Shimelba Eritrean refugee Camp, Tigray, 2019

Before the war

The Kunama of Eritrea were already reduced to subservient communities and lost their historical, cultural and political identities (Naty, 2001). In the late 1960 and 1970’s they were targeted by the Eritrean government, then a rebel group (Markakis, 2012, pp. 122–123). During the Ethio-Eritrean war of 1998-2000 they were caught in the middle and many were displaced. Clan leaders and influential Kunama politicians went missing and never seen again. The only source of information about the fate of the Eritrean Kunama was found in NGOs and a few Kunama who left their homeland for the USA and Canada. The Kunama on the Ethiopian side were in a relatively better position. Under the Ethiopian federal arrangement, they had a right to self-governance where they organized a local parliament under the Tahtay Adyabo district. The Kunama were represented by one MP at the regional and national parliaments.


The danger of extinction?

According to an eyewitness, the Sheraro area and adjacent villages, many of them being Kunama villages, have been targeted by the Ethiopian National Defense Force (ENDF) from day one of the war. For over a week, the Kunama villages scattered across the Badme plains to Adi-Hageray were indiscriminately burned. Another eyewitness, a teacher in Humera whom I met in Addis Ababa in March 2021, recalls that she and other Kunama people first fled into the forest adjacent to the Tekeze river. Later she went to Sheraro where her family lived.  According to her, after the ENDF entered the town of Sheraro, they killed civilians indiscriminately. She and her relatives and close kin stayed in the forest for 35 days after which she walked to Mekelle and then to Addis Ababa in February 2021. With an eight-year-old child, she was on the run for almost five months.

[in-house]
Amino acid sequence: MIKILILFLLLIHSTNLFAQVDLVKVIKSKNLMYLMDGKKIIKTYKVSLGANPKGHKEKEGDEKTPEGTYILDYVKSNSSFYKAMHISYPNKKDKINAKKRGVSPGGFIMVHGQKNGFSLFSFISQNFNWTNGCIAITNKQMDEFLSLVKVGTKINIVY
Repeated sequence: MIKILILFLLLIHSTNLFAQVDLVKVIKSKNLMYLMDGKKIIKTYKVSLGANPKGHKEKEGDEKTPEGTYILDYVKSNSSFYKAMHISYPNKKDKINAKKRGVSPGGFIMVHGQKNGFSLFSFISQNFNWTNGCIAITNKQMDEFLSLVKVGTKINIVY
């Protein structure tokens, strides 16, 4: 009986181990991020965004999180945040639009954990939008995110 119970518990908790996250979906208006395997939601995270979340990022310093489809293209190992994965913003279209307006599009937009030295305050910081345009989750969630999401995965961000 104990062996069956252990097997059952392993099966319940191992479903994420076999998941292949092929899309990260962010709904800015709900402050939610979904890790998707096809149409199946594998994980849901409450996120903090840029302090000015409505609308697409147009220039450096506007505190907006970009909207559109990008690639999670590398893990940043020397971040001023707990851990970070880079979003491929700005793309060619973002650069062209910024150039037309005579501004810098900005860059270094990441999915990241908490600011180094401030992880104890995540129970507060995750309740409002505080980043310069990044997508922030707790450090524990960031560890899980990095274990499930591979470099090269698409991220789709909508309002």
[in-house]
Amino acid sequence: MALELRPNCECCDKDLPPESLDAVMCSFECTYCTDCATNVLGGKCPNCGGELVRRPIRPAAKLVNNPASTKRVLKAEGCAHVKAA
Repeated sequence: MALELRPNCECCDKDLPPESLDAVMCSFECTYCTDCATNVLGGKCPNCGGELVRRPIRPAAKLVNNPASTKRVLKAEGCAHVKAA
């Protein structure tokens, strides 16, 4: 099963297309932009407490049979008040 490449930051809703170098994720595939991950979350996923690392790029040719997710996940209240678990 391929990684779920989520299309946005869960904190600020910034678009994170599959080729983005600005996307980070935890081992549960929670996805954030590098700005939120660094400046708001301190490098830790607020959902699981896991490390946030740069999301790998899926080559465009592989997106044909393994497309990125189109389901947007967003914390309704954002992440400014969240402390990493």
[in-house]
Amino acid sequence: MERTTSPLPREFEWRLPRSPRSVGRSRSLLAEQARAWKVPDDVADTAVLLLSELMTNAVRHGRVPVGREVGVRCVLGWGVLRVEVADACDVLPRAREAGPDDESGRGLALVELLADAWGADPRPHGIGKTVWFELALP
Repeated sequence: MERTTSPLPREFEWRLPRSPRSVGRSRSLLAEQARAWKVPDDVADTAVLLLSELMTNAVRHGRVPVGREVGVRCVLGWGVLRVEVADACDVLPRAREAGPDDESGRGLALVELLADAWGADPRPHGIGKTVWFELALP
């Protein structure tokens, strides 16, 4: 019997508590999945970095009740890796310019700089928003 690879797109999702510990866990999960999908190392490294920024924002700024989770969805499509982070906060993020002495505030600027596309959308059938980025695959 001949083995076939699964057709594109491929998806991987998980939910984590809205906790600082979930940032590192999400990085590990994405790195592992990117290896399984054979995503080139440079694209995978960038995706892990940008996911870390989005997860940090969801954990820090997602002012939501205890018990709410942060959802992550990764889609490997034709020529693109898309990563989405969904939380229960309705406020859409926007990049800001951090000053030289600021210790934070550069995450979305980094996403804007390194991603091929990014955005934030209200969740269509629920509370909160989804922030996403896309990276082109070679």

The story of destruction by the Eritrean and Ethiopian soldiers is a consistently repeated story from many people who have left Sheraro and other villages and cities in Irob (another community in a very desperate situation in Tigray). She told me that in Medabe and Ademyti villages the Eritrean soldiers burned houses and chased people out. They gave Eritrean identity cards to the Kunama who were desperate and returned to the villages. The military grabbed the territory, terrorized the people and tried to legalize it.